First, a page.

Wednesday, 3 May 2017


The Organising Committee decided that this assembly should look beyond the forthcoming local elections and examine meaningful local democracy. Maggie Chapman Co-Convenor of the Scottish Greens and Brian Robertson, City of Edinburgh UNITE were the two invited speakers.

1. Maggie Chapman

Democracy is about more than elections. Politics needs to be embedded into the everyday, so we have power over our daily lives. We need to have control of resources for our community.

We live in a sham democracy. Scotland and Northern Ireland voted to remain in the EU, but there has been no engagement from May.

We were told in the Independence referendum that voting No was a condition for remaining in the EU.

1 million people marched against a war in Iraq, yet war was started using the lie of Iraq having weapons of mass destruction.

Westminster is not democratic. The forthcoming general election is being conducted in defiance of the Fixed Parliamentary Terms Act, and purely for Tory party convenience. It is not about power for the people, but power over the people.

The cuts to services have led to the alienation of communities.

Cuts have led to false economies. Cutting meals on wheels leads to more people needing to use medical services including hospitals.

Westminster and Holyrood both see centralisation as the same as collective action. This is true of both Right and Left.

The rights to appeal in planning decisions are lopsided favouring businesses, not communities.

Lesley Riddoch has pointed out that the UK has the least local democracy in western Europe.

Collective decisions have to be taken at the appropriate level. Combatting climate change can not be done effectively at the local level.

We need to move away from arms spending and fossil fuels including fracking.

We need to examine the different levels of government, and also increase access for women, people of colour and LBGT communities.

Yet, where local communities are have gained greater power, such as the Isle of Eigg, they have gone from strength to strength, bringing local job security and community solidarity.

We need to see participatory democracy, including over budgeting, planning, education and health.

We need citizens' assemblies, housing and consumer cooperatives.

New technologies, e,g. IT,  can increase the scope for decision making online. The process can also be used to increase transparency and greater accountability.

2. Brian Robertson

There are different ways to actively participate in the democratic process, other than voting.

Anyone can go to a local council meeting provided they give a day's notice.  People can speak to a council meeting for 10 minutes.

There are also petitions to parliament, Most recently Holyrood has received petitions against Brexit and an official Trump visit.

You can also make a Freedom of Information request. I have made use of this as part of the Council Debt Campaign.

Leith Neighbourhood Partnership asked for community participation in deciding how to spend £10,000. They decided to have a swing park and improve the local graveyard.

The big problem facing local councils is funding. The City of Edinburgh Council is responsible for education, social work, council housing, roads and lighting, rubbish collection, environmental health, local planning and licensing.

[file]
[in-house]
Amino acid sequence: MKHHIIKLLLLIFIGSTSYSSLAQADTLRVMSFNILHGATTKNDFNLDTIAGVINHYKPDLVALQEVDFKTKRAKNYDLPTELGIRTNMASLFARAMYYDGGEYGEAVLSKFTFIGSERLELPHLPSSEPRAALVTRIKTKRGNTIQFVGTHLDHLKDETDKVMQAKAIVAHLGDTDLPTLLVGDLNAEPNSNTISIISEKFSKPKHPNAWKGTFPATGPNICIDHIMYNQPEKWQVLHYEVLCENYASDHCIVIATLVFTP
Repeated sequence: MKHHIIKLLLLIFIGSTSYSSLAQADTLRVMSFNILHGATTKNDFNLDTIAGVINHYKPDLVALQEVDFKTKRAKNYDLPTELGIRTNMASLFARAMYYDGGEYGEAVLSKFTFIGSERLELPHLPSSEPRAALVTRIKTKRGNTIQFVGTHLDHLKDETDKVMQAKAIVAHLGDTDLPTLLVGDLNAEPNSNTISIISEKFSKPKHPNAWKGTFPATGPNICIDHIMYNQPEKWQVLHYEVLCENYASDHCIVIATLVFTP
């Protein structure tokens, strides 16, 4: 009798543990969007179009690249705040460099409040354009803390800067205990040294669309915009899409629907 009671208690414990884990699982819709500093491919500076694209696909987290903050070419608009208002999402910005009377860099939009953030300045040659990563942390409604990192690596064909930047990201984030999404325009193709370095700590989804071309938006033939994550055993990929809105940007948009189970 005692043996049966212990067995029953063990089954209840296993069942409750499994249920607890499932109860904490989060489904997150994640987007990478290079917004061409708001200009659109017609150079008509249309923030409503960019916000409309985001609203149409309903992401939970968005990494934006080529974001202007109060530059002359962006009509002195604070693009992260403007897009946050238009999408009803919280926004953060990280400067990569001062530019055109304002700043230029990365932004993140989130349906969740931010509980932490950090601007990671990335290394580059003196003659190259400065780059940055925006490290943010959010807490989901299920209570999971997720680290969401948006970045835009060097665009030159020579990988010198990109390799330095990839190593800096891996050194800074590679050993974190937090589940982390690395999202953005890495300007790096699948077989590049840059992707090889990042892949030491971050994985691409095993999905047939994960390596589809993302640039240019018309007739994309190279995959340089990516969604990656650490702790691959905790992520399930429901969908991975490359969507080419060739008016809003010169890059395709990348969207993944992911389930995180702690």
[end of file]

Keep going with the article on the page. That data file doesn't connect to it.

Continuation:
In 2008 the council spent £963M. In 2106 £936M was spent. If you add the cost of inflation this amounts to about a 10% cut.

Council taxes only account for about 18-20% of funding. The Scottish government is responsible for the rest, Business rates are also collected by the Scottish government and redistributed to local councils.

However, the third highest item of expenditure after education and social work is paying off interest. A good deal of this consists of payments to the Public Works Loans Board, under the control of the Treasury. Punitive interest rates were set when interest rates were much higher than today.

There is also a new Programme of Transformation. This is all about making cuts. There have been 1300 voluntary severances and there are planned reductions for example in janitors and school cleaners.

Although union resistance can prevent certain cuts, these are displaced on to weaker sections. There is a need for more united action.

Questions and Answers

Allan asked if another problem was the role of senior council officials. They seemed to make the real decisions, which the councillors were meant to rubber stamp. These officials were highly paid, enjoyed similar lifestyles to the business owner and managers they met socially. They had no direct experience of the communities they were often trying to impose their decisions on.

Maggie said that this was a problem, and there were councillors all to ready to do the senior officers bidding. New administrations could be more of a pushover. However, councillors could make a difference, if they provided alternative scientific evidence.

Callum also argued that another problem was the role given to consultant accounting firms like Price Waterhouse Cooper, which were taking and increasingly large cut for their services, and also directly intervening in making recommendations which favoured a business orientated approach to the provision of council services.

Luke asked how willing councillors were to consult trade unions. Labour controlled Clackmannan Council just ignored trade unions.

Maggie said that the SNP had a better record than Labour.

Willie argued that we don't have a real voice on the council. Councillors are now managers, back in 1984 we had some real influence over a left labour led council. There were 44 tenants associations and council chamber occupations.

Today there is no generalised fight back. We fight cut by cut. Even when trying to campaign over a community centre, we face three different managements. Redundancies and worsening conditions had a direct affect on the quality of services.